Carbohydrates and Diabetes: All you need to know

Carbohydrates and Diabetes: All you need to know

Carbohydrates are our primary energy source; carbohydrate-containing foods provide essential nutrients for good health.

Glucose is produced by breaking down all the carbohydrates you consume, and evidence suggests that the kind of carbs we consume has a greater impact on overall health than the quantity. The quality of carbohydrates has been assessed using glycaemic index (GI), glycaemic load, fiber content and wholegrain.

Your blood glucose levels and diabetes management may be affected by the type and quantity of food you consume. Generally, lower GI foods are considered beneficial when managing blood glucose levels. For your overall health, choosing foods high in fiber and whole grains over refined carbohydrates, like white bread, is better for your heart health.

Certain foods that include carbs, such as fruits and vegetables, are connected to good and excellent health. For people with type 2 diabetes who may be overweight or obese, reducing calorie intake helps with weight loss. This can be achieved in several ways, such as lowering your carb intake or adopting a low-carb diet.

How carbohydrates affect people living with diabetes

Carbohydrate metabolism is vital in the development of type 2 diabetes, which happens when the body cannot produce enough insulin or cannot use the insulin it does produce. When you eat or drink foods that have carbohydrates, your body breaks them down into glucose (a type of sugar), which raises the glucose level (blood sugar) in your blood. That glucose is used as fuel by your body to keep you moving throughout the day. This is what you most likely refer to as your "blood sugar" or "blood glucose." The carbohydrates you consume are very crucial in the management of diabetes.

After your body converts those carbohydrates into glucose, your pancreas releases insulin to assist and aid your cells in absorbing glucose. When someone’s blood glucose or blood sugar is too high, it is called hyperglycemia. A few factors can lead to "highs," such as a lack of insulin in the body or ineffective cell responses to the insulin released, which results in an increase in blood glucose levels. Low blood glucose is known as hypoglycemia. Sometimes "lows" are brought on by inadequate carbohydrate intake or medication imbalance. In essence, the amount of carbs we eat affects our blood sugar, so balance is essential!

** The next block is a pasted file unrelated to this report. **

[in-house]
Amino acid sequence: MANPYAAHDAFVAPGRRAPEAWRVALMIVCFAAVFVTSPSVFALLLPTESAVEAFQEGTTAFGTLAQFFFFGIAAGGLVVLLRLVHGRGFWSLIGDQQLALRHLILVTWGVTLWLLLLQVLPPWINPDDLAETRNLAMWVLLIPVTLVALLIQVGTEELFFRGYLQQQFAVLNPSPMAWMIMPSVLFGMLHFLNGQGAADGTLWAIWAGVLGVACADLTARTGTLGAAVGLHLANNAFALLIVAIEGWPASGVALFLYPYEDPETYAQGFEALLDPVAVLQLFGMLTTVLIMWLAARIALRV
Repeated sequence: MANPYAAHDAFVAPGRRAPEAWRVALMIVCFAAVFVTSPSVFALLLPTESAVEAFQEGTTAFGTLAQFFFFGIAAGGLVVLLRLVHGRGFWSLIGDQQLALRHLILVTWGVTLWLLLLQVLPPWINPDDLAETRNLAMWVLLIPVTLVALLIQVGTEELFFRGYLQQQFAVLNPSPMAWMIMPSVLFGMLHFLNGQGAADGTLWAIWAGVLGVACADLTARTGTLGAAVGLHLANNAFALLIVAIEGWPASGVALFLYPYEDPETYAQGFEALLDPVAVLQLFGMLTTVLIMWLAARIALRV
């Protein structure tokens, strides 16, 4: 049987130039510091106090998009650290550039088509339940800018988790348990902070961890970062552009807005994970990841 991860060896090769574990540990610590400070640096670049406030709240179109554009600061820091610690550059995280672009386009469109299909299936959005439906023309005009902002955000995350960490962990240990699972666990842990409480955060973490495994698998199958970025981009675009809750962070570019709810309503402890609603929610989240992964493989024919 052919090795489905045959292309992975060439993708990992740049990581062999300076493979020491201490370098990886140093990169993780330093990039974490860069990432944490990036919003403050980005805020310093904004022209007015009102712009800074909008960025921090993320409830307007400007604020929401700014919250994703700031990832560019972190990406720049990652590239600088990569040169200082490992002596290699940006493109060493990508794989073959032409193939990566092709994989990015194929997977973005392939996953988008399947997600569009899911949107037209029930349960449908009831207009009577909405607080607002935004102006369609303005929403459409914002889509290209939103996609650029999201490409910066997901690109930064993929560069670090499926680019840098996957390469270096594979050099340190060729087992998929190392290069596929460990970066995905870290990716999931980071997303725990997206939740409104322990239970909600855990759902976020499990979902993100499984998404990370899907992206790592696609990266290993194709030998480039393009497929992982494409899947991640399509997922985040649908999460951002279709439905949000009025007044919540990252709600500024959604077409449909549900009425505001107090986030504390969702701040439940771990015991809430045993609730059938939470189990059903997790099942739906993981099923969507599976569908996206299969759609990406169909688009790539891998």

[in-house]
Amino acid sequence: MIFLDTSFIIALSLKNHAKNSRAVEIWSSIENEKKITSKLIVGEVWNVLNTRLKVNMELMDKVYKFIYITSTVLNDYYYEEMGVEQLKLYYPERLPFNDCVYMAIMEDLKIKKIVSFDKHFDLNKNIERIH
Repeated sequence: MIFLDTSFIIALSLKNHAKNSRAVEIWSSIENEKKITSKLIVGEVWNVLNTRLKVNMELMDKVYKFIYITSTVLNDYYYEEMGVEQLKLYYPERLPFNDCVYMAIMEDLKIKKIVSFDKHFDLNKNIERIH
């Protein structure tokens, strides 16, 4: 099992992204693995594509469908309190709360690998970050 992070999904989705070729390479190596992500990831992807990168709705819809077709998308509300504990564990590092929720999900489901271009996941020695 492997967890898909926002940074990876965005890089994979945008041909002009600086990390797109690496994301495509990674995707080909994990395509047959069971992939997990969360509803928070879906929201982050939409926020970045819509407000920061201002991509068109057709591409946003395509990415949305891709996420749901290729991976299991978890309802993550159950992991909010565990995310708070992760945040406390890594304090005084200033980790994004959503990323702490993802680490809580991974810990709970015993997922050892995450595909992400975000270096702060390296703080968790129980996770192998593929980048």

Is it possible to eat carbohydrates and still reduce blood sugar?

Carbohydrates directly impact blood sugar levels, so diets followed by people with diabetes focus on the quantity of carbs consumed or the pace at which the body absorbs them.

Sugar, starch, and fiber are the three different types of carbohydrates. Getting the ideal combination of sugars, starch, and fiber is vital to keep blood sugar levels in a healthy range, and it helps to know that:

  • Added sugars raise blood sugar quickly: Blood sugar levels rise while eating foods with added sugar, such as cookies, cake, and soft drinks. The food label may list sugar, corn syrup, dextrose, sucrose, or fructose. Foods that naturally contain sugar (like fresh fruits, milk, and Greek yoghurt) are healthier, more nutritious and don’t cause blood sugar to rise as quickly as added sugars.
  • Some starches raise blood sugar slowly: Generally, less processed starches such as oats, lentils, and brown rice tend to boost blood sugar levels gradually. Highly processed foods, like white rice and white bread, cause a rapid rise in blood sugar.
  • Fiber helps slow down sugar absorption: People with diabetes can maintain healthy blood sugar levels by eating a high-fiber diet. Food fiber slows the rate at which carbohydrates turn into sugar, so there's less of a peak when blood sugar spikes. Whole fruits and vegetables, nuts and seeds, and whole grains are all excellent sources of fiber. Additionally, fiber helps you feel full and maintains a healthy digestive system.

Tips to guide you

  • Choose healthy carbs: Eat a lot of fresh fruit, veggies, and whole grains to gain your carbohydrates. These foods are beneficial because they have fiber, vitamins, and other nutrients.
  • Reduce intake of highly processed foods and foods with added sugar: Maintaining healthy blood sugar levels can be challenging when consuming these meals and drinks. Avoid all beverages with carbs (except milk). They provide no nutritional value and cause spikes in blood sugar levels, and should only be used for treating hypoglycemia (low blood sugar).
  • Count carbs: Read food labels to help you. When eating at a restaurant, you can request nutritional information from your server or look up the information online.
  • Weigh and measure: To get an accurate carb count, use a scale and measuring cups. This helps you match insulin dosage to the carbs you eat.
  • Stay active every day: Regular exercise improves insulin efficiency and helps keep blood sugar in the healthy range.

Understanding how carbs fit into a balanced diet makes it easier to keep your blood sugar in a healthy range. Platos educates you on the best way to manage your condition and eat all your favourite food despite your diagnosis.

You can find more tips on eating healthy in the library segment of the Platos App, and if you have questions about what to eat or need help counting carbs, you can also talk to a dietitian on your care team.